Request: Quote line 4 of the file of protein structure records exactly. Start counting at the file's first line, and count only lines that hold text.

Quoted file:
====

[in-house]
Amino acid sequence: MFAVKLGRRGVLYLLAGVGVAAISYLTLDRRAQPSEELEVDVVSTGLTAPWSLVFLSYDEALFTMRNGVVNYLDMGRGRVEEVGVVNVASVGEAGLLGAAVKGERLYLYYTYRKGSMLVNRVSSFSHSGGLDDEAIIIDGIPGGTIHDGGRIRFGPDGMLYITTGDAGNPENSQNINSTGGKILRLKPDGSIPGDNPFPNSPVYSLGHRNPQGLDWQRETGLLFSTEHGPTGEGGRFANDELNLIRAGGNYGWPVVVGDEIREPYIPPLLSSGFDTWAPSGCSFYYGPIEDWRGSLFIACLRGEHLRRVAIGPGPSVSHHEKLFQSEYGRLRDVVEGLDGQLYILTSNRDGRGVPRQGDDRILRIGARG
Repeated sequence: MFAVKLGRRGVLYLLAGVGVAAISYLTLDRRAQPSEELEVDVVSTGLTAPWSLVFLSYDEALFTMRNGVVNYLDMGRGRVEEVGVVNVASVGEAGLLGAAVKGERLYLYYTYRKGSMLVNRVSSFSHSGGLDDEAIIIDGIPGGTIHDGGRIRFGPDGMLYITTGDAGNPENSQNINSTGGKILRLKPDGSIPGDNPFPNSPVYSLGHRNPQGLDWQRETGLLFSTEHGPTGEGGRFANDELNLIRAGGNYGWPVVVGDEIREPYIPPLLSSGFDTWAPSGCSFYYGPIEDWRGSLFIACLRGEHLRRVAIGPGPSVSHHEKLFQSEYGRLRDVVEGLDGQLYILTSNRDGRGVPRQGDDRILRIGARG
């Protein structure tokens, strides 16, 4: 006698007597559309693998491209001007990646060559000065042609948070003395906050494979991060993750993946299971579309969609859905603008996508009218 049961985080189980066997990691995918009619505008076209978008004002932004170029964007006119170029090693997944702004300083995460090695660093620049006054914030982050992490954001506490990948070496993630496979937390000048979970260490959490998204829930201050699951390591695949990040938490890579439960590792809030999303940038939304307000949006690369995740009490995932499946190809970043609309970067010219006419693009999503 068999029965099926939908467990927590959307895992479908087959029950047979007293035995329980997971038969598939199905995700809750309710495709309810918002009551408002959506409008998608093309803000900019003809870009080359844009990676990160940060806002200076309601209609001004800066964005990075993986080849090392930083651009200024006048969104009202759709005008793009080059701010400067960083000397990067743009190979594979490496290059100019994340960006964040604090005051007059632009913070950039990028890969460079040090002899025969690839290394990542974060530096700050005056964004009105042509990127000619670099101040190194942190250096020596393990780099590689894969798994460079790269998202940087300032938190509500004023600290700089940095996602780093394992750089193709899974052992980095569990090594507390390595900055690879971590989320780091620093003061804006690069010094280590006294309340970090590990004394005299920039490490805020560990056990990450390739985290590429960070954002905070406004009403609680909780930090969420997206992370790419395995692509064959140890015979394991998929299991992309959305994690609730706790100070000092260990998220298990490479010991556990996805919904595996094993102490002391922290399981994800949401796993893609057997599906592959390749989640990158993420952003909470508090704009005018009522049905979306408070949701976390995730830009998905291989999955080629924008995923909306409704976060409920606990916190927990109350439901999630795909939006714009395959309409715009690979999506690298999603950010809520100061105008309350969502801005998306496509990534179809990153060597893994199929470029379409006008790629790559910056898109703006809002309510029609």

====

């Protein structure tokens, strides 16, 4: 006698007597559309693998491209001007990646060559000065042609948070003395906050494979991060993750993946299971579309969609859905603008996508009218 049961985080189980066997990691995918009619505008076209978008004002932004170029964007006119170029090693997944702004300083995460090695660093620049006054914030982050992490954001506490990948070496993630496979937390000048979970260490959490998204829930201050699951390591695949990040938490890579439960590792809030999303940038939304307000949006690369995740009490995932499946190809970043609309970067010219006419693009999503 068999029965099926939908467990927590959307895992479908087959029950047979007293035995329980997971038969598939199905995700809750309710495709309810918002009551408002959506409008998608093309803000900019003809870009080359844009990676990160940060806002200076309601209609001004800066964005990075993986080849090392930083651009200024006048969104009202759709005008793009080059701010400067960083000397990067743009190979594979490496290059100019994340960006964040604090005051007059632009913070950039990028890969460079040090002899025969690839290394990542974060530096700050005056964004009105042509990127000619670099101040190194942190250096020596393990780099590689894969798994460079790269998202940087300032938190509500004023600290700089940095996602780093394992750089193709899974052992980095569990090594507390390595900055690879971590989320780091620093003061804006690069010094280590006294309340970090590990004394005299920039490490805020560990056990990450390739985290590429960070954002905070406004009403609680909780930090969420997206992370790419395995692509064959140890015979394991998929299991992309959305994690609730706790100070000092260990998220298990490479010991556990996805919904595996094993102490002391922290399981994800949401796993893609057997599906592959390749989640990158993420952003909470508090704009005018009522049905979306408070949701976390995730830009998905291989999955080629924008995923909306409704976060409920606990916190927990109350439901999630795909939006714009395959309409715009690979999506690298999603950010809520100061105008309350969502801005998306496509990534179809990153060597893994199929470029379409006008790629790559910056898109703006809002309510029609």